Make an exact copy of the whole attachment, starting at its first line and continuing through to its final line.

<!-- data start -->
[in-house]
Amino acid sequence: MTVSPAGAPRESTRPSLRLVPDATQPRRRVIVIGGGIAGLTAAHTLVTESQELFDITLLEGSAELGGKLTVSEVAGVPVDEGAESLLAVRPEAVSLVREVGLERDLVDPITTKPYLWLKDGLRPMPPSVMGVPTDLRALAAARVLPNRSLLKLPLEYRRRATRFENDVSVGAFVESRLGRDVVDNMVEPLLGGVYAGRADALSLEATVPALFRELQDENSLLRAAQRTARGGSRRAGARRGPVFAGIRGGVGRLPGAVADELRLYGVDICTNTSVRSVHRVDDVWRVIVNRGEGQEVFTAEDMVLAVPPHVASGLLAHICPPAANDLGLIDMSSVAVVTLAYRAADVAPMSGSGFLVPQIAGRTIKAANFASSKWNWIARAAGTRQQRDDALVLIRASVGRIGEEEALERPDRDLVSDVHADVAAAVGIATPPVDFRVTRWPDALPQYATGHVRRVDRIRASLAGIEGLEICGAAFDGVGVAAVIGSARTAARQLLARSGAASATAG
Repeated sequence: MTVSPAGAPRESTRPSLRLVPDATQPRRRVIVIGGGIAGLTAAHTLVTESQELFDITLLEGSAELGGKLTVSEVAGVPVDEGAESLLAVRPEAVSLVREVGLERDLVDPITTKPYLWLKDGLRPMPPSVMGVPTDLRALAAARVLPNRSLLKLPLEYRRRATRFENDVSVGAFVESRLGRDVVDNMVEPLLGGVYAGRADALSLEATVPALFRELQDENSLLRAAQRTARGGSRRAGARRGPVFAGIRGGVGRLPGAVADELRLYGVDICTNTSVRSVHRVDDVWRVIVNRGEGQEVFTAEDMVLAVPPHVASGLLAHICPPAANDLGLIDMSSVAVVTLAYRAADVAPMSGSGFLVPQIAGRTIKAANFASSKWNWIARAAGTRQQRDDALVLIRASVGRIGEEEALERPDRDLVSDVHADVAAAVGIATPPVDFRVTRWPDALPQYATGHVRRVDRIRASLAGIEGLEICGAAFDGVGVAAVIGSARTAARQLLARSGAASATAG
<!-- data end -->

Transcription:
[in-house]
Amino acid sequence: MTVSPAGAPRESTRPSLRLVPDATQPRRRVIVIGGGIAGLTAAHTLVTESQELFDITLLEGSAELGGKLTVSEVAGVPVDEGAESLLAVRPEAVSLVREVGLERDLVDPITTKPYLWLKDGLRPMPPSVMGVPTDLRALAAARVLPNRSLLKLPLEYRRRATRFENDVSVGAFVESRLGRDVVDNMVEPLLGGVYAGRADALSLEATVPALFRELQDENSLLRAAQRTARGGSRRAGARRGPVFAGIRGGVGRLPGAVADELRLYGVDICTNTSVRSVHRVDDVWRVIVNRGEGQEVFTAEDMVLAVPPHVASGLLAHICPPAANDLGLIDMSSVAVVTLAYRAADVAPMSGSGFLVPQIAGRTIKAANFASSKWNWIARAAGTRQQRDDALVLIRASVGRIGEEEALERPDRDLVSDVHADVAAAVGIATPPVDFRVTRWPDALPQYATGHVRRVDRIRASLAGIEGLEICGAAFDGVGVAAVIGSARTAARQLLARSGAASATAG
Repeated sequence: MTVSPAGAPRESTRPSLRLVPDATQPRRRVIVIGGGIAGLTAAHTLVTESQELFDITLLEGSAELGGKLTVSEVAGVPVDEGAESLLAVRPEAVSLVREVGLERDLVDPITTKPYLWLKDGLRPMPPSVMGVPTDLRALAAARVLPNRSLLKLPLEYRRRATRFENDVSVGAFVESRLGRDVVDNMVEPLLGGVYAGRADALSLEATVPALFRELQDENSLLRAAQRTARGGSRRAGARRGPVFAGIRGGVGRLPGAVADELRLYGVDICTNTSVRSVHRVDDVWRVIVNRGEGQEVFTAEDMVLAVPPHVASGLLAHICPPAANDLGLIDMSSVAVVTLAYRAADVAPMSGSGFLVPQIAGRTIKAANFASSKWNWIARAAGTRQQRDDALVLIRASVGRIGEEEALERPDRDLVSDVHADVAAAVGIATPPVDFRVTRWPDALPQYATGHVRRVDRIRASLAGIEGLEICGAAFDGVGVAAVIGSARTAARQLLARSGAASATAG